The Victron ones have a Lithium setting. They are handy as they remember the settings when you power them back up (some chargers need setting each time) and you can monitor the mode and current out via the Bluetooth App and turn them off or down. The Victron IP22 Smart Power is what I go for and fit as I find them very user-friendly, but there are cheaper around with are compatible with LithiumIt's a conversion on a swb Citroen relay.the battery is located under part of the pull out bed near the side door so a fair size I can also fit a diesel heater in their as well if I fit a single lithium battery.my sterling b2b suitable for lithium but will I have to change the settings? Just checked 240 charger and it says unsuitable for lithium it was only cheap from Aldi. Do you recommend a suitable charger for lithium?
I'm not saying you were told wrong, or that you understood it wrong, but the first half sentence you wrote is just plain misleading.I was reliably informed by a company that makes AGM batteries that they require a higher charge rate than lead acid, I assume that’s why many chargers now have an AGM profile. Solar charging and long slow charging will work fine, but unless you regularly charge the battery fully, you will shorten its life.
The handbook in my van ( with AGM profile on the charger and high output alternator) states that to ensure long life of the batteries, they should be fully charged after every trip using the built in charger.
My solar charger shows AGM batteries reach the absorption stage at 14.7v whereas lead acid only need to achieve 14.4v before the absorption stage starts.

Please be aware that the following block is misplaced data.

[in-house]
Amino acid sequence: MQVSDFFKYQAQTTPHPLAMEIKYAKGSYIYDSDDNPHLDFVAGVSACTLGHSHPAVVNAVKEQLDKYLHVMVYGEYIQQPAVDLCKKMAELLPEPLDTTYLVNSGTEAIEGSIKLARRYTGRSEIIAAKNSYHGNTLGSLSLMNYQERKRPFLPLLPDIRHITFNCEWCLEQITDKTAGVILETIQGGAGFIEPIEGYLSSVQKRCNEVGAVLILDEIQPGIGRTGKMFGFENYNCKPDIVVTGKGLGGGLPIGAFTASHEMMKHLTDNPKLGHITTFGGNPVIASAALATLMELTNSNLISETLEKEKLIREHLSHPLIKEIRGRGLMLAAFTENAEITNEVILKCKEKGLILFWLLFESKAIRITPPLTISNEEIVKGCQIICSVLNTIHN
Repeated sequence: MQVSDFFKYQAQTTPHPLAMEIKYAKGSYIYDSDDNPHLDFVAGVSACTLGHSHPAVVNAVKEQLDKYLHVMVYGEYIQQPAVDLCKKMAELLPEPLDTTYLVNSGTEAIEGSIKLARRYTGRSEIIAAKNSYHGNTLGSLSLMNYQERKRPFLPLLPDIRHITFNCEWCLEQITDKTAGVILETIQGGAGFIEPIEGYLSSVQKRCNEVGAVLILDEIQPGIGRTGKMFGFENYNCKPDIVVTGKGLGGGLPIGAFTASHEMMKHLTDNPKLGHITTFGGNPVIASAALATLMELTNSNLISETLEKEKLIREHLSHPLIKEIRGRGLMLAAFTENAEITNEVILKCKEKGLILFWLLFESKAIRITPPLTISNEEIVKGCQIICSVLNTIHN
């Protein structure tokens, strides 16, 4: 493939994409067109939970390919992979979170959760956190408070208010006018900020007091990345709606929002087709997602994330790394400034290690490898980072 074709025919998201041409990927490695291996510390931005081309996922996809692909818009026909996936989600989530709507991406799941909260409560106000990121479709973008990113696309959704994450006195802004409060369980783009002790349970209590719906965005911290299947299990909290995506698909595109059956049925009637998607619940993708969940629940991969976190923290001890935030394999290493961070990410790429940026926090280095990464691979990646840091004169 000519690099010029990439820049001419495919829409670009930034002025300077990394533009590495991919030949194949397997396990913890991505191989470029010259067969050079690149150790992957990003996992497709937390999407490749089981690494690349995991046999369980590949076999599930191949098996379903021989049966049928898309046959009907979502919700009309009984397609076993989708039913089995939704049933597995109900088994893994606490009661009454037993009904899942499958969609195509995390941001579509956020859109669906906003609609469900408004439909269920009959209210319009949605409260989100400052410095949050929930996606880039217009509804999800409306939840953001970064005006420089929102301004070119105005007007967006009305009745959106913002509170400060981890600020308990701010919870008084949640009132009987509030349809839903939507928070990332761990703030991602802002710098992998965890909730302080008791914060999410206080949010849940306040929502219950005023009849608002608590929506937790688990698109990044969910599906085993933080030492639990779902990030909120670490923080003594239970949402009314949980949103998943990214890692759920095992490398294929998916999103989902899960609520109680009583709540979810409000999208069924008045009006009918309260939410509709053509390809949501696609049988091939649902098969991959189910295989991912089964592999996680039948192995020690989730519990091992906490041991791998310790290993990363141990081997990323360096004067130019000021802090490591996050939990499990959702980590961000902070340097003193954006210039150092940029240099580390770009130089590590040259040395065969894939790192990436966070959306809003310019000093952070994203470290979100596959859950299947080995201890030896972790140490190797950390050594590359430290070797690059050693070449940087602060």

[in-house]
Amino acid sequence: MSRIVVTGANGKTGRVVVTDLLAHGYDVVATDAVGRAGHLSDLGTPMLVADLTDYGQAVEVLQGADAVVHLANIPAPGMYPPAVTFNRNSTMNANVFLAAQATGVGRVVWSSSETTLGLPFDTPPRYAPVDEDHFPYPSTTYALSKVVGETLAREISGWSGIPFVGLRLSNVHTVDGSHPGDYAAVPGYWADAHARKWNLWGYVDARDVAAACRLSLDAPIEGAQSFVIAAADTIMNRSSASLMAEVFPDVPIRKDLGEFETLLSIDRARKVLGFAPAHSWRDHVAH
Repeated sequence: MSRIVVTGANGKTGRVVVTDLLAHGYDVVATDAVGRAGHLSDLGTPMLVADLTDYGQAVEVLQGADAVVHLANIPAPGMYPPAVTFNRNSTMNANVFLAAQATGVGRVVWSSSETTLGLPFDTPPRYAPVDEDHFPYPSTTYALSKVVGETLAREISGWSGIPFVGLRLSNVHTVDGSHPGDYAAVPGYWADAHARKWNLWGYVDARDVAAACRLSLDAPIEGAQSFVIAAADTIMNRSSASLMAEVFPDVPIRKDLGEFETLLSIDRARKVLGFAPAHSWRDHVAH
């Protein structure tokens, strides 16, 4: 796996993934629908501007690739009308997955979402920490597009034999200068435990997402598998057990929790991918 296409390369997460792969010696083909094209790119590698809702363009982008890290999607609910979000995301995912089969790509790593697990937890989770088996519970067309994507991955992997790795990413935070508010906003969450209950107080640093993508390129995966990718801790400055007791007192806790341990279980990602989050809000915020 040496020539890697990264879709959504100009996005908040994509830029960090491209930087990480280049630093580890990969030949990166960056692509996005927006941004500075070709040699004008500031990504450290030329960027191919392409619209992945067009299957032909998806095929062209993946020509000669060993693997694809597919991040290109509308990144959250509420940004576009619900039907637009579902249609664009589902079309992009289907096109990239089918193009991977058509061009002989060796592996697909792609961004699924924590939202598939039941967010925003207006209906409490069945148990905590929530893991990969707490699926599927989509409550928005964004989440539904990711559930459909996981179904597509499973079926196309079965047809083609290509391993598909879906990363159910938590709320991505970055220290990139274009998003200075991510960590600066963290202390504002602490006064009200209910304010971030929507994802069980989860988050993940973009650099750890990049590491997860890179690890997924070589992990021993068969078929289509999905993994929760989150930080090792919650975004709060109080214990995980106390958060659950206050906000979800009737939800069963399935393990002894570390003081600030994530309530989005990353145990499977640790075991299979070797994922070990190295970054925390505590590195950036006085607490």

now I have a coachbuilt motorhome, weight has become a consideration (never was in my 4.6t panel van with over 1t payload free!) and the weight saving of Lithium becomes ever so much more a drawWeight is definitely a significant factor when considering high capacity battery banks.
My primary worry would not be installing them - that's a one time problem.
The loss of payload is a continuing issue - don't forget to add in the extra solar panhiel weight.
You could easily be adding an extra 50kg over what you have now.
I think that for a lot of people limited battery space and weight could easily swing the argument in favour of lithium especially if prices are falling.
As others say you can always take lithium out and drop in a cheap lead acid if you sell.
I am not disagreeing with the above point, but going to add an associated comment that can catch people out depending on what is fitted.I'm not saying you were told wrong, or that you understood it wrong, but the first half sentence you wrote is just plain misleading.
An AGM battery can be charged as slowly as you like, as long as it carries on charging to the correct voltage.
All lead acid batteries are better being fully charged and all need to be charged to a suitable voltage.
No lead acid battery needs to be charged at a particular current, provided that the current is enough to push the voltage up.
Plus you have little or no problems storing ice cream no matter what the weather outsideIt all sounds a bit complicated to a simple soul like me!
We don't use a lot of electricity and don't spend a lot of time in one place so don't feel the need for sophisticated monitoring.
But full time with a compressor fridge is a different kettle of fish and you need to know where yo are particularly in the winter.
I can see the attraction of a compressor fridge as it has the potential of 'zero' running costs and gas can soon add up over the summer.